JIMMY: Well, Agnese, we’ll pause there, but as always I thank you greatly for your time and your insight. Appreciate it. 

AGNESE: Thanks, Jimmy. 

JIMMY: Take care.

US-EU Summit

Information compiled by Alex Moore

JIMMY: U.S. President Joe Biden will host European Council head Charles Michel and European Commission head Ursula von der Leyen in Washington tomorrow.

The meeting will mark the second between the leaders since Biden took office. 

In a joint statement, both sides said they are set to discuss continued support for Ukraine as well as shared economic efforts and climate change.

Now, at the top of the agenda will likely be ongoing negotiations to avert the reimposition of Trump-era tariffs on European steel and aluminum imports. 

Though the tariffs were paused two years ago, a broad solution remains elusive as the two sides seek an agreement by January. 

Reports indicate that the two sides may agree to another two-year pause on the tariffs in the event that a comprehensive settlement is out of reach.

Pan Am Games open in Santiago

Information compiled by Joe Veyera

JIMMY: More than 6,800 athletes representing 41 countries across the Americas will compete in the Pan American Games starting Friday.

The games are being held in the Chilean capital of Santiago. 

The continent’s largest multi-sport event is held every four years, and serves as a direct qualifier for the Olympics in 20 sports. 

The Chilean government is estimating 1.1 million spectators will visit the various venues, including around 90,000 tourists.

More than 3,000 security officers are also expected to work the 17-day competition.

Now, according to a recent study, the event is forecast to add more than $900 million to the country’s GDP. 

And after the games, the Athletes’ Village in Santiago’s Cerrillos community will be repurposed into housing for more than 1,300 families.

Nawaz Sharif returns to Pakistan

Information compiled by Awais Ahmad

JIMMY: Pakistan’s former Prime Minister Nawaz Sharif will return to the country on Saturday. 

The move will end his over four-year self-imposed exile ahead of a tumultuous election season.

Sharif, who’s also the head of the Pakistan Muslim League party, was disqualified from running for office in 2017 after being convicted of corruption and ousted as prime minister. 

He was later declared a fugitive from justice after refusing to return home from seeking medical treatment abroad.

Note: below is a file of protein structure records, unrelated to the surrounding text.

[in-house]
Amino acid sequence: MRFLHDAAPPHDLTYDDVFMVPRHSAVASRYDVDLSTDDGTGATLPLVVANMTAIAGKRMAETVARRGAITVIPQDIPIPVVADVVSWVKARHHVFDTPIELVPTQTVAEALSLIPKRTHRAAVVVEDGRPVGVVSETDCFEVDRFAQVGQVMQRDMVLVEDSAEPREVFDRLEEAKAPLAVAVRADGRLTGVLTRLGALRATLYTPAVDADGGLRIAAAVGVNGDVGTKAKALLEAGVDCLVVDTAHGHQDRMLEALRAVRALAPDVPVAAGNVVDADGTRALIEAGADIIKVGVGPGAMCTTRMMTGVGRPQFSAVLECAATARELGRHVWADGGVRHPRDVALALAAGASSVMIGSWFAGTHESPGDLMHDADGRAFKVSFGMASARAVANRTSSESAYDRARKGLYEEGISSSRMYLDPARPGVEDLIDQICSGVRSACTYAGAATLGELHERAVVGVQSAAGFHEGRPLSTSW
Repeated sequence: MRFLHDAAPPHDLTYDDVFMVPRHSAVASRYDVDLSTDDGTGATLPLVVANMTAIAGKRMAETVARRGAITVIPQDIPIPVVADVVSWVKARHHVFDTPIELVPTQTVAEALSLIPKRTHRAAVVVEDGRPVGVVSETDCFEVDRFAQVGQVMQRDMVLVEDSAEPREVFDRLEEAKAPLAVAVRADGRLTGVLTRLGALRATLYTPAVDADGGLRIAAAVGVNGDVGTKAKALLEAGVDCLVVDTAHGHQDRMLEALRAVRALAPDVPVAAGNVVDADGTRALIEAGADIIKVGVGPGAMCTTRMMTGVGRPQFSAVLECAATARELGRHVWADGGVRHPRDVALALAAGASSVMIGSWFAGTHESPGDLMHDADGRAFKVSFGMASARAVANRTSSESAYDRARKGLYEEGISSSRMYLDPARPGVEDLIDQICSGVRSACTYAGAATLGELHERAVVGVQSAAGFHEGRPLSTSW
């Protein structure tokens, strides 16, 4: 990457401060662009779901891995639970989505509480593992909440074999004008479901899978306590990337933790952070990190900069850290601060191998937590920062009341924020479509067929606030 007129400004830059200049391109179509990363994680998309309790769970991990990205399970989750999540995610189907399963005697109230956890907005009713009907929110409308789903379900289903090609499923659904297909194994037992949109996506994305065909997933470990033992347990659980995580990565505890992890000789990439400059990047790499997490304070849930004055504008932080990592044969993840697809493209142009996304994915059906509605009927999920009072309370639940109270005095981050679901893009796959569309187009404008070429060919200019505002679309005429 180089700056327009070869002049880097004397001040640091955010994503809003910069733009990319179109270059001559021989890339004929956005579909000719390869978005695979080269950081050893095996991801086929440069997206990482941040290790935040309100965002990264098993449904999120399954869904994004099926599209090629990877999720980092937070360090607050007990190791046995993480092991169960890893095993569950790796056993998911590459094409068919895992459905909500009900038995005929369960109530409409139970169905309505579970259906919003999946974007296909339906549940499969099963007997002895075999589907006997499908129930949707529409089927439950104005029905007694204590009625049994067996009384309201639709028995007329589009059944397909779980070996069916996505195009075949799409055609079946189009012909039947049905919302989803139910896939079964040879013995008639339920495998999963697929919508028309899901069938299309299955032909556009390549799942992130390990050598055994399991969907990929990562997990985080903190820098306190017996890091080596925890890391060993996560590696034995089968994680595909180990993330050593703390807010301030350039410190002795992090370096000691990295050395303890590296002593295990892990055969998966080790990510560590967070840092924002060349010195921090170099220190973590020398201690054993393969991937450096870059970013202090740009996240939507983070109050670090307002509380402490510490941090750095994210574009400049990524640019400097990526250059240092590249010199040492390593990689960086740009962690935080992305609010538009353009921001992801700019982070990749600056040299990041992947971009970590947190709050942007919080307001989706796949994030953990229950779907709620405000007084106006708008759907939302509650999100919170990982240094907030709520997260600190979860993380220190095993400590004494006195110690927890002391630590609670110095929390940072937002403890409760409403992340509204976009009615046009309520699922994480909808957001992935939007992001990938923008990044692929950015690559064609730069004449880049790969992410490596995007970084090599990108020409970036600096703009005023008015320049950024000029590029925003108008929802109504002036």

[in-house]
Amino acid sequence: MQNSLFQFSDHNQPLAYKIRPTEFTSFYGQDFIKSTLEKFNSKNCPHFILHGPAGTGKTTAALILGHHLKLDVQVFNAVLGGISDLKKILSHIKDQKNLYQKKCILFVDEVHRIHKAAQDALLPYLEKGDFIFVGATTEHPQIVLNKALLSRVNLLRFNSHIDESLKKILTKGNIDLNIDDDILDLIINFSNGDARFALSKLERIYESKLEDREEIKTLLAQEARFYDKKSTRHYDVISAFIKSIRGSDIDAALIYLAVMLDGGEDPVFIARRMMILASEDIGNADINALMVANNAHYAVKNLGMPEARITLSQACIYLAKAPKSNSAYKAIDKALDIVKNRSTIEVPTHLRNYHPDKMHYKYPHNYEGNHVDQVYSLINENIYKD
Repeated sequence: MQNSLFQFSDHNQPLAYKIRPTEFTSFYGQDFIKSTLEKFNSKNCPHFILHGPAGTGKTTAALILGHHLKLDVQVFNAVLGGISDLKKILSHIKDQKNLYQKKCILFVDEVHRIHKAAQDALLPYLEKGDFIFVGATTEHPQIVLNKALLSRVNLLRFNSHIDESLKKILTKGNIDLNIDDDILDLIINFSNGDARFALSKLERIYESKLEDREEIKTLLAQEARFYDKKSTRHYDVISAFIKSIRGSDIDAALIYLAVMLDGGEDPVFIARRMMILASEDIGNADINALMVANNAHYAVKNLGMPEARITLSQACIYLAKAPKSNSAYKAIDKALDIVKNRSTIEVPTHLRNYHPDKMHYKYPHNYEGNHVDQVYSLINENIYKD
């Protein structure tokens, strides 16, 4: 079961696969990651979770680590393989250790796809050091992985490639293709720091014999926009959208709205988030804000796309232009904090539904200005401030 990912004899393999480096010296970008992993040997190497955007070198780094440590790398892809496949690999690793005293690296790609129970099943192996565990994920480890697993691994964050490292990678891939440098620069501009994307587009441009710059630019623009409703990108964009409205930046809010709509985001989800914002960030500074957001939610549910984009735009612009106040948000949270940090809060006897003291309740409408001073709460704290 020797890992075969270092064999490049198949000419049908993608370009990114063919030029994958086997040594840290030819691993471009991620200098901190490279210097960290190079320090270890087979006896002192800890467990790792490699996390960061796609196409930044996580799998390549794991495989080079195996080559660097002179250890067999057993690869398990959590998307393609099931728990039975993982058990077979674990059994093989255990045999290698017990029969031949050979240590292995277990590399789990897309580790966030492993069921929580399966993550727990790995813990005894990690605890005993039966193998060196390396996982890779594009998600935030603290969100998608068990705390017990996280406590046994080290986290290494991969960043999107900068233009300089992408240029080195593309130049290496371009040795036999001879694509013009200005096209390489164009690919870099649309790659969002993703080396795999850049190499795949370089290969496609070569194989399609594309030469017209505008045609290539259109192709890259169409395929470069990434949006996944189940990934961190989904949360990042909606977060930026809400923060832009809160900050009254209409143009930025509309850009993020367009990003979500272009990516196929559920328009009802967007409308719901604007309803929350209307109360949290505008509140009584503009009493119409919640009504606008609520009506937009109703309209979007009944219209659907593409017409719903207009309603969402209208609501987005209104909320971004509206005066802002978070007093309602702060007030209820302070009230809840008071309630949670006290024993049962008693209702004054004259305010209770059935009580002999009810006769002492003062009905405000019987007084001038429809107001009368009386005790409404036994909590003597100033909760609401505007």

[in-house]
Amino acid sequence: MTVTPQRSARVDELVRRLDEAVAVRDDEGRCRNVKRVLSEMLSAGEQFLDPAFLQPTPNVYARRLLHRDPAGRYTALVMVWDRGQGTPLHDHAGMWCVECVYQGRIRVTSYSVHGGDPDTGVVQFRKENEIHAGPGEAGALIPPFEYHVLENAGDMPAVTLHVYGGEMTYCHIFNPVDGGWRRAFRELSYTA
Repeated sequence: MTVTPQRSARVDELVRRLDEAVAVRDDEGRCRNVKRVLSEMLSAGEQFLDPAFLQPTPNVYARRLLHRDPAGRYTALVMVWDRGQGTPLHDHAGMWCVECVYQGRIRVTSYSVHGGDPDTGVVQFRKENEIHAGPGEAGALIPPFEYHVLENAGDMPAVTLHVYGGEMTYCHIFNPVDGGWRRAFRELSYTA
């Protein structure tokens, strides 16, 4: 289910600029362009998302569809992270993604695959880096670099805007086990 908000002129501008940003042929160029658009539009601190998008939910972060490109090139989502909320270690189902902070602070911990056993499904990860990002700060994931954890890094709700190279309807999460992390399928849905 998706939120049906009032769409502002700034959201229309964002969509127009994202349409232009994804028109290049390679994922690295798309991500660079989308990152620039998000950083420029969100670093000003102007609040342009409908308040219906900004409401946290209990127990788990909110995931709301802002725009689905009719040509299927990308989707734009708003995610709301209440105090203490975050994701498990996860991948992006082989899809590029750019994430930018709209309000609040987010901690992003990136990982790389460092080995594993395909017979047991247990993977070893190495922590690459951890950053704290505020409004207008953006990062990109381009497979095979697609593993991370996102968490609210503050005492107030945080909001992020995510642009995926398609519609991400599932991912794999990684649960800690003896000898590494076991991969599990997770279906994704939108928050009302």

The end of his self-imposed exile was made possible by a June 2023 bill that reduced lawmakers’ disqualification period to five years.

Now, whether or not Sharif will face any charges for his previous convictions remains to be seen. 

And while he’s expected to lead the party’s campaign in the general election, he will return to a very polarized political landscape.

His party is facing criticism over decisions made by his younger brother Shehbaz Sharif during his stint as prime minister following the ouster of Imran Khan.

Venezuela opposition primaries

Information compiled by Irene Villora

JIMMY: Venezuela’s opposition parties will hold primaries on Sunday. That, ahead of the 2024 presidential elections.

The primaries will take place amid attempts of political negotiations between the Venezuelan opposition, the government and international mediators, including the US and Norway. 

They’re trying to reach a political agreement that allows democratic elections in the country amid years of power struggle and a deep socioeconomic crisis. 

The vote has led to reconciliation efforts from different opposition parties after months of internal divisions in the Venezuelan dissidence.

Now, the primaries will choose a unity opposition leader among the 12 candidates running with the goal of facing current President Nicolás Maduro in the 2024 presidential elections. 

Former deputy María Corina Machado leads the race despite a disqualification sentence that bans her from holding public office. 

That ban was issued by regime authorities in 2015 and was renewed earlier this year. 

JIMMY: As always, thank you for listening to the Factal Forecast. We publish our forward-looking podcast and newsletter each Thursday to help you get a jump-start on the week ahead. Please subscribe and review wherever you find your podcasts. We’d love it if you’d consider telling a friend about us.  

Today’s episode was produced with work from Factal editors Alex Moore, Joe Veyera, Awais Ahmad and Irene Villora. Our interview featured editor Agnese Boffano and the podcast is produced and edited by me – Jimmy Lovaas. Our music comes courtesy of Andrew Gospe.

Until next time, if you have any feedback, suggestions or events we’ve missed, drop us a note by emailing

This transcript may be updated or revised in the future. Accuracy and availability not guaranteed. 

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Music: ‘Factal Theme’ courtesy of Andrew Gospe